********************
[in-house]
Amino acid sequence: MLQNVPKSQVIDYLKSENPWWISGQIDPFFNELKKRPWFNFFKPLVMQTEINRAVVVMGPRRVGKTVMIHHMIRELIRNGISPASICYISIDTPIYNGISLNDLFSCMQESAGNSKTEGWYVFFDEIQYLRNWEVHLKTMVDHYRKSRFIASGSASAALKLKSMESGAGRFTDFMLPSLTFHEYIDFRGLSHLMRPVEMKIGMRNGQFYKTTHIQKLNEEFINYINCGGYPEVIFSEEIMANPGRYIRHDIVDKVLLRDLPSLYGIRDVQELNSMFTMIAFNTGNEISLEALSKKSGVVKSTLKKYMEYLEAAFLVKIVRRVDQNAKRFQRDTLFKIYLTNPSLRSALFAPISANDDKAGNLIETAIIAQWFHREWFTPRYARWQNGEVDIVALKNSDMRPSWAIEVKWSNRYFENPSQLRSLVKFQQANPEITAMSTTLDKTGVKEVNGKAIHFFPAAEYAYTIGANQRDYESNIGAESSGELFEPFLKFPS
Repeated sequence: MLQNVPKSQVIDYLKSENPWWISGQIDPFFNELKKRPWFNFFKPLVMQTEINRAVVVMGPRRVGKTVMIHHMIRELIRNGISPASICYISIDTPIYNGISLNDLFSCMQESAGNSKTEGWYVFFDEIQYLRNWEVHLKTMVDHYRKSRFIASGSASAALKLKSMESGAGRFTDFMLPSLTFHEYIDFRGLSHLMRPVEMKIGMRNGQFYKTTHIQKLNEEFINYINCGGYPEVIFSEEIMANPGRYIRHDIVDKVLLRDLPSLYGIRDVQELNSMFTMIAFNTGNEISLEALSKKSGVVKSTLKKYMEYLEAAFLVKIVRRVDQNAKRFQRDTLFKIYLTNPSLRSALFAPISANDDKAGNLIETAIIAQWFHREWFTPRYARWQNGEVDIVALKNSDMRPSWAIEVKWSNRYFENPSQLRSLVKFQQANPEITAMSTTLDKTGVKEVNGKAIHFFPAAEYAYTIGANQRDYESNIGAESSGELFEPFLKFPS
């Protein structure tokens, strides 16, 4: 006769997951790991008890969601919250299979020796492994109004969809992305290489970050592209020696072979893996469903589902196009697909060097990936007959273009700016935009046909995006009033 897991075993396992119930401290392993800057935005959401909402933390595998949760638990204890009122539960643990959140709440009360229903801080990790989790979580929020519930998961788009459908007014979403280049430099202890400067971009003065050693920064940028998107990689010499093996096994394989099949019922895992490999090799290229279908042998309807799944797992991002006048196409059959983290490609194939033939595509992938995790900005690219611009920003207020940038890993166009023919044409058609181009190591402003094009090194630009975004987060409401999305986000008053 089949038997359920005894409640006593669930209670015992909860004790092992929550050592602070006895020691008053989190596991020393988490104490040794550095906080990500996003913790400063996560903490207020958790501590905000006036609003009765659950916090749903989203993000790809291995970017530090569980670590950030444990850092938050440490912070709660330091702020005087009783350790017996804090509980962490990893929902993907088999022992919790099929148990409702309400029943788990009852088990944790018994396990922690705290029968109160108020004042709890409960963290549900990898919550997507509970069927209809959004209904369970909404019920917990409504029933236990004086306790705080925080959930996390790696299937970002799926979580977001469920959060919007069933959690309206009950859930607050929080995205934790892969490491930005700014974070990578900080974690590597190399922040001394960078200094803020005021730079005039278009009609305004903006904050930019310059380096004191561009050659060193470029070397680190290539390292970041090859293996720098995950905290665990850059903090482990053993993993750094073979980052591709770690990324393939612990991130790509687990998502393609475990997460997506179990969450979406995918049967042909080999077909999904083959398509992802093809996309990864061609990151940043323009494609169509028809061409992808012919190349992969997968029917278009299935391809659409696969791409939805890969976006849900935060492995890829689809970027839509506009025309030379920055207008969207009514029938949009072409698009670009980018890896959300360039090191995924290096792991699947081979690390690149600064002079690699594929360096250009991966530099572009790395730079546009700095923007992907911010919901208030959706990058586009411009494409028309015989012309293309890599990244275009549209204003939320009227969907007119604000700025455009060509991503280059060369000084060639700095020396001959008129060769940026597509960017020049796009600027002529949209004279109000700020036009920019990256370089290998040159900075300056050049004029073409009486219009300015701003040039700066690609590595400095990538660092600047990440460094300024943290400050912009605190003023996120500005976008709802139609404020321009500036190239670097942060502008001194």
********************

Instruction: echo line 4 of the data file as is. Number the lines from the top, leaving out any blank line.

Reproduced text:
């Protein structure tokens, strides 16, 4: 006769997951790991008890969601919250299979020796492994109004969809992305290489970050592209020696072979893996469903589902196009697909060097990936007959273009700016935009046909995006009033 897991075993396992119930401290392993800057935005959401909402933390595998949760638990204890009122539960643990959140709440009360229903801080990790989790979580929020519930998961788009459908007014979403280049430099202890400067971009003065050693920064940028998107990689010499093996096994394989099949019922895992490999090799290229279908042998309807799944797992991002006048196409059959983290490609194939033939595509992938995790900005690219611009920003207020940038890993166009023919044409058609181009190591402003094009090194630009975004987060409401999305986000008053 089949038997359920005894409640006593669930209670015992909860004790092992929550050592602070006895020691008053989190596991020393988490104490040794550095906080990500996003913790400063996560903490207020958790501590905000006036609003009765659950916090749903989203993000790809291995970017530090569980670590950030444990850092938050440490912070709660330091702020005087009783350790017996804090509980962490990893929902993907088999022992919790099929148990409702309400029943788990009852088990944790018994396990922690705290029968109160108020004042709890409960963290549900990898919550997507509970069927209809959004209904369970909404019920917990409504029933236990004086306790705080925080959930996390790696299937970002799926979580977001469920959060919007069933959690309206009950859930607050929080995205934790892969490491930005700014974070990578900080974690590597190399922040001394960078200094803020005021730079005039278009009609305004903006904050930019310059380096004191561009050659060193470029070397680190290539390292970041090859293996720098995950905290665990850059903090482990053993993993750094073979980052591709770690990324393939612990991130790509687990998502393609475990997460997506179990969450979406995918049967042909080999077909999904083959398509992802093809996309990864061609990151940043323009494609169509028809061409992808012919190349992969997968029917278009299935391809659409696969791409939805890969976006849900935060492995890829689809970027839509506009025309030379920055207008969207009514029938949009072409698009670009980018890896959300360039090191995924290096792991699947081979690390690149600064002079690699594929360096250009991966530099572009790395730079546009700095923007992907911010919901208030959706990058586009411009494409028309015989012309293309890599990244275009549209204003939320009227969907007119604000700025455009060509991503280059060369000084060639700095020396001959008129060769940026597509960017020049796009600027002529949209004279109000700020036009920019990256370089290998040159900075300056050049004029073409009486219009300015701003040039700066690609590595400095990538660092600047990440460094300024943290400050912009605190003023996120500005976008709802139609404020321009500036190239670097942060502008001194």